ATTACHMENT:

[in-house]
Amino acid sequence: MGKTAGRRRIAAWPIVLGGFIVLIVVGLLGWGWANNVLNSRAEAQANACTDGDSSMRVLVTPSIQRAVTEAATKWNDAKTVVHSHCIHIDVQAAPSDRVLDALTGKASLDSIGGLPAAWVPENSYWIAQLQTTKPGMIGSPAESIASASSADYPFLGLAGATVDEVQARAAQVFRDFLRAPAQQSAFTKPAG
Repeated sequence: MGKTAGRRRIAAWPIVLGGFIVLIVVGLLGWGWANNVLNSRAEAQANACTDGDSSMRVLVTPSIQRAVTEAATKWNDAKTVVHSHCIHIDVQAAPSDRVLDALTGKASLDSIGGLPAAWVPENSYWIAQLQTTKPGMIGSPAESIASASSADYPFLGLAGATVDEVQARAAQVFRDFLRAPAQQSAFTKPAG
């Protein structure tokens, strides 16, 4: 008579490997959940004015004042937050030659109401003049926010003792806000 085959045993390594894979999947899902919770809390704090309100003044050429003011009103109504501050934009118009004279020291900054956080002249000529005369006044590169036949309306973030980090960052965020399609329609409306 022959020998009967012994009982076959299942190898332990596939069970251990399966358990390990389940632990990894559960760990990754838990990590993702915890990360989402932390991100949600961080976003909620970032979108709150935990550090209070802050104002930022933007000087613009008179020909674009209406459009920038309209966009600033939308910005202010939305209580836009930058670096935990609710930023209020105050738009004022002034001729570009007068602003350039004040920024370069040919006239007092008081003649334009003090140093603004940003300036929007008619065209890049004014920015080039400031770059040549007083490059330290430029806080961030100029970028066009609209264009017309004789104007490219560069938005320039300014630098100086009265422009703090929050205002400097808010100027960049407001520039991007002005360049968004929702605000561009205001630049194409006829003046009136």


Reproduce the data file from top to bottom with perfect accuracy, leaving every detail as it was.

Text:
[in-house]
Amino acid sequence: MGKTAGRRRIAAWPIVLGGFIVLIVVGLLGWGWANNVLNSRAEAQANACTDGDSSMRVLVTPSIQRAVTEAATKWNDAKTVVHSHCIHIDVQAAPSDRVLDALTGKASLDSIGGLPAAWVPENSYWIAQLQTTKPGMIGSPAESIASASSADYPFLGLAGATVDEVQARAAQVFRDFLRAPAQQSAFTKPAG
Repeated sequence: MGKTAGRRRIAAWPIVLGGFIVLIVVGLLGWGWANNVLNSRAEAQANACTDGDSSMRVLVTPSIQRAVTEAATKWNDAKTVVHSHCIHIDVQAAPSDRVLDALTGKASLDSIGGLPAAWVPENSYWIAQLQTTKPGMIGSPAESIASASSADYPFLGLAGATVDEVQARAAQVFRDFLRAPAQQSAFTKPAG
């Protein structure tokens, strides 16, 4: 008579490997959940004015004042937050030659109401003049926010003792806000 085959045993390594894979999947899902919770809390704090309100003044050429003011009103109504501050934009118009004279020291900054956080002249000529005369006044590169036949309306973030980090960052965020399609329609409306 022959020998009967012994009982076959299942190898332990596939069970251990399966358990390990389940632990990894559960760990990754838990990590993702915890990360989402932390991100949600961080976003909620970032979108709150935990550090209070802050104002930022933007000087613009008179020909674009209406459009920038309209966009600033939308910005202010939305209580836009930058670096935990609710930023209020105050738009004022002034001729570009007068602003350039004040920024370069040919006239007092008081003649334009003090140093603004940003300036929007008619065209890049004014920015080039400031770059040549007083490059330290430029806080961030100029970028066009609209264009017309004789104007490219560069938005320039300014630098100086009265422009703090929050205002400097808010100027960049407001520039991007002005360049968004929702605000561009205001630049194409006829003046009136």